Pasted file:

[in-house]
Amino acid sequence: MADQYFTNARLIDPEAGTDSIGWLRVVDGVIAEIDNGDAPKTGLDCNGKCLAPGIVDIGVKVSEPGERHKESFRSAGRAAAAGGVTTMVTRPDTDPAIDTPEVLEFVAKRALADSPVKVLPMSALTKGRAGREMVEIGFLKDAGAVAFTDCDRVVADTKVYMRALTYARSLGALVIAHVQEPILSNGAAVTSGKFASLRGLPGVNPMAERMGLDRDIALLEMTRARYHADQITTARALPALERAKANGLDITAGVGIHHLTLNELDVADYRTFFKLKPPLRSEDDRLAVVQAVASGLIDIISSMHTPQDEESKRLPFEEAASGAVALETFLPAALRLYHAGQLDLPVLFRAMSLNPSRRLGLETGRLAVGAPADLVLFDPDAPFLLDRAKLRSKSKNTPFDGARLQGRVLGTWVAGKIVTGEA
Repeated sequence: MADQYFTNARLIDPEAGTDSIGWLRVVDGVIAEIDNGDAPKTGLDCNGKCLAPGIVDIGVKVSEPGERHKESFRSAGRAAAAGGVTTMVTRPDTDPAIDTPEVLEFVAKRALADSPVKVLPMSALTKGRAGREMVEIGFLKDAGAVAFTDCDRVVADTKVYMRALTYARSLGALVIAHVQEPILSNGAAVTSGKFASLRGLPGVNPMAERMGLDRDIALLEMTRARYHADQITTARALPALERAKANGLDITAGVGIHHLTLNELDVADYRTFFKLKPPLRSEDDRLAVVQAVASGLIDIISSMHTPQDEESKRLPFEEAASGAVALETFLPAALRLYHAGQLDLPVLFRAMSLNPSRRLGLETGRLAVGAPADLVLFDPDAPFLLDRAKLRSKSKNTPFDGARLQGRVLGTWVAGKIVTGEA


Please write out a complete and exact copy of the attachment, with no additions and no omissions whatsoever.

[in-house]
Amino acid sequence: MADQYFTNARLIDPEAGTDSIGWLRVVDGVIAEIDNGDAPKTGLDCNGKCLAPGIVDIGVKVSEPGERHKESFRSAGRAAAAGGVTTMVTRPDTDPAIDTPEVLEFVAKRALADSPVKVLPMSALTKGRAGREMVEIGFLKDAGAVAFTDCDRVVADTKVYMRALTYARSLGALVIAHVQEPILSNGAAVTSGKFASLRGLPGVNPMAERMGLDRDIALLEMTRARYHADQITTARALPALERAKANGLDITAGVGIHHLTLNELDVADYRTFFKLKPPLRSEDDRLAVVQAVASGLIDIISSMHTPQDEESKRLPFEEAASGAVALETFLPAALRLYHAGQLDLPVLFRAMSLNPSRRLGLETGRLAVGAPADLVLFDPDAPFLLDRAKLRSKSKNTPFDGARLQGRVLGTWVAGKIVTGEA
Repeated sequence: MADQYFTNARLIDPEAGTDSIGWLRVVDGVIAEIDNGDAPKTGLDCNGKCLAPGIVDIGVKVSEPGERHKESFRSAGRAAAAGGVTTMVTRPDTDPAIDTPEVLEFVAKRALADSPVKVLPMSALTKGRAGREMVEIGFLKDAGAVAFTDCDRVVADTKVYMRALTYARSLGALVIAHVQEPILSNGAAVTSGKFASLRGLPGVNPMAERMGLDRDIALLEMTRARYHADQITTARALPALERAKANGLDITAGVGIHHLTLNELDVADYRTFFKLKPPLRSEDDRLAVVQAVASGLIDIISSMHTPQDEESKRLPFEEAASGAVALETFLPAALRLYHAGQLDLPVLFRAMSLNPSRRLGLETGRLAVGAPADLVLFDPDAPFLLDRAKLRSKSKNTPFDGARLQGRVLGTWVAGKIVTGEA